Brexit Britain: The poor man of Western Europe?

Policy brief
23 September 2016

The following articles have appeared in the press in response to Simon Tilford's publication:
Make no mistake, Britain is not a world-beating economy Financial Times, 29 September 2016
CER report: The EU never held Britain's economy back Business Insider, 27 September 2016
Britain, don't blame the EU for your economic problems, CER says  Bloomberg, 26 September 2016
Britain's Brexit economy is "mediocre" compared to other EU countries  New Europe, 26 September 2016

  • The UK has economic strengths, such as a flexible labour market, which ensures that unemployment is low even in many of its economically struggling regions. But contrary to much of the received wisdom, Britain has not been one of Europe’s economic stars over the last 15 years. And Brexit is set to exacerbate the economy’s underlying weaknesses.
  • In terms of economic growth per head, Britain’s performance has been in line with France, a country now synonymous in the UK with economic failure. The British are no richer relative to the EU-15 average than they were 15 years ago, and the average Briton has to work more hours than the EU-15 average to achieve that income.
  • Sustainable increases in living standards require economies to combine land, labour, capital and technology in ever-more efficient ways; Britain has made a poor job of this. The UK’s productivity performance has been woeful, falling to just 90 per cent of the EU-15 average. This helps explain why Britons’ wages have risen by much less than their French and German counterparts over the last 15 years.
  • Moreover, the UK is highly dependent on London and its environs. Apart from London, just one British region – the south-east of England – has a GDP per capita in excess of the EU-15 average, meaning that just 27 per cent of the UK population live in regions wealthier than that EU average.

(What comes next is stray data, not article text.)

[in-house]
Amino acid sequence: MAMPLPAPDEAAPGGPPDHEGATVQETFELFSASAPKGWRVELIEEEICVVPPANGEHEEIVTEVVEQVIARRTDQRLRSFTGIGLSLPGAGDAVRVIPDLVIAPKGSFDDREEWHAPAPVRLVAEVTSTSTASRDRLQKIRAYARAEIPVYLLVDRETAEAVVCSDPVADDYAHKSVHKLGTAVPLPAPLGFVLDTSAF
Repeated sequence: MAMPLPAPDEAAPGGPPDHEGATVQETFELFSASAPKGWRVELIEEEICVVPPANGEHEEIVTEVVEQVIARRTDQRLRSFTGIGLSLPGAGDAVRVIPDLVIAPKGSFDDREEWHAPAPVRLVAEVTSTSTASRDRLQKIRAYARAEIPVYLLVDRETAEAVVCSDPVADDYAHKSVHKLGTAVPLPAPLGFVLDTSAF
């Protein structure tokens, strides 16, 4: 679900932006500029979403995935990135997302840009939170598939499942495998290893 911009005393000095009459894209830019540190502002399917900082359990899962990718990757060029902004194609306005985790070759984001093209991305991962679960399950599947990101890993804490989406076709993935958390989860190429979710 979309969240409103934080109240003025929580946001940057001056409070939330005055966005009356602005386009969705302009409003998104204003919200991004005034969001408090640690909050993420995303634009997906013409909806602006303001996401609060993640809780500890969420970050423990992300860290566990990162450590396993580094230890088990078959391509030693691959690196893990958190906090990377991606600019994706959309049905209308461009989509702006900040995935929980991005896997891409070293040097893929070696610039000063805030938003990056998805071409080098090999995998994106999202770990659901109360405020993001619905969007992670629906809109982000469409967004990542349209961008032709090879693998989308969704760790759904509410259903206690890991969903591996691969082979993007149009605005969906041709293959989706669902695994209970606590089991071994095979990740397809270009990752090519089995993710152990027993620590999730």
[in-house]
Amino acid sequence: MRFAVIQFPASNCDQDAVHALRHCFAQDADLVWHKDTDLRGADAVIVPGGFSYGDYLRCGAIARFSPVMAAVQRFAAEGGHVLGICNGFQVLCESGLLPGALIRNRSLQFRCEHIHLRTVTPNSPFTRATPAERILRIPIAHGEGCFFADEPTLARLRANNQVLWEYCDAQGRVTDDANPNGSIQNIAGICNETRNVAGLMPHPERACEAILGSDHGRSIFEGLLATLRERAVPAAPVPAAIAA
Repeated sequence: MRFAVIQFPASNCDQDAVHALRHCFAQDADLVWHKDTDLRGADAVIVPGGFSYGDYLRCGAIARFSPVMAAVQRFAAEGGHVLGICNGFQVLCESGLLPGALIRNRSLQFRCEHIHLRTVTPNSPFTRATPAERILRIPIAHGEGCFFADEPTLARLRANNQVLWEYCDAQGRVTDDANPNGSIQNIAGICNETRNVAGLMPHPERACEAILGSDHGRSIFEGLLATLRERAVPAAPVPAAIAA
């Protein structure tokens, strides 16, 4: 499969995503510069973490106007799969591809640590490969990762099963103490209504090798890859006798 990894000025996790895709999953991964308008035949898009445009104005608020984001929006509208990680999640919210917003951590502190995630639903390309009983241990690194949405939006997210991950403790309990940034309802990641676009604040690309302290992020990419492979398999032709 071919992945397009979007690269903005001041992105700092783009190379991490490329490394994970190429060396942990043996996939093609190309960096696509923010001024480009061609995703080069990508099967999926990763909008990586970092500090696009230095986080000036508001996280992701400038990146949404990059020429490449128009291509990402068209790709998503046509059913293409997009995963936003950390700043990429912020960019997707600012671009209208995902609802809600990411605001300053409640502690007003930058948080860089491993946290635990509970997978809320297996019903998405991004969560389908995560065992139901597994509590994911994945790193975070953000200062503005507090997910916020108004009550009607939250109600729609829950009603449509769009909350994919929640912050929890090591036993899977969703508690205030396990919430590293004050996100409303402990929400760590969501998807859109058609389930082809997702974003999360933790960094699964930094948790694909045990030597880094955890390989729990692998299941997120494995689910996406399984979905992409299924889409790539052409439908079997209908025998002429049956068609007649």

• Far from catching-up with the richer parts of the EU – as one might expect as they adopt technologies and working practices developed elsewhere – the UK’s poor regions have fallen further behind.
  • Britain’s problems lie mainly on the supply-side and in the structure of public spending. Three key issues stand out: poor skills among a sizeable chunk of the workforce; weak infrastructure and a lack of affordable housing; and the centralisation of political and commercial power in London.
  • Unfortunately, Brexit risks aggravating most, if not all, of these problems. And Britain’s already startling regional imbalances are likely to worsen further, leaving much of the country’s population living in areas considerably poorer than the EU-15 average.
  • The Conservatives will provide some fiscal stimulus to counter the weakening of growth caused by Brexit, but will not make the long-term investments in infrastructure and skills needed by the UK. They have few MPs in the poorer regions that would benefit most from such spending, while the resulting higher borrowing and/or taxation would be unpopular with their core vote in England’s wealthy South.

Simon Tilford is deputy director of the Centre for European Reform.


Remarkable study. It is a pity that politics are not anymore based on facts. This goes for the US, the UK and France as well where the slogan "let the voice of the people be heard" is a subsstitue for reality denial, outright lies and demagogy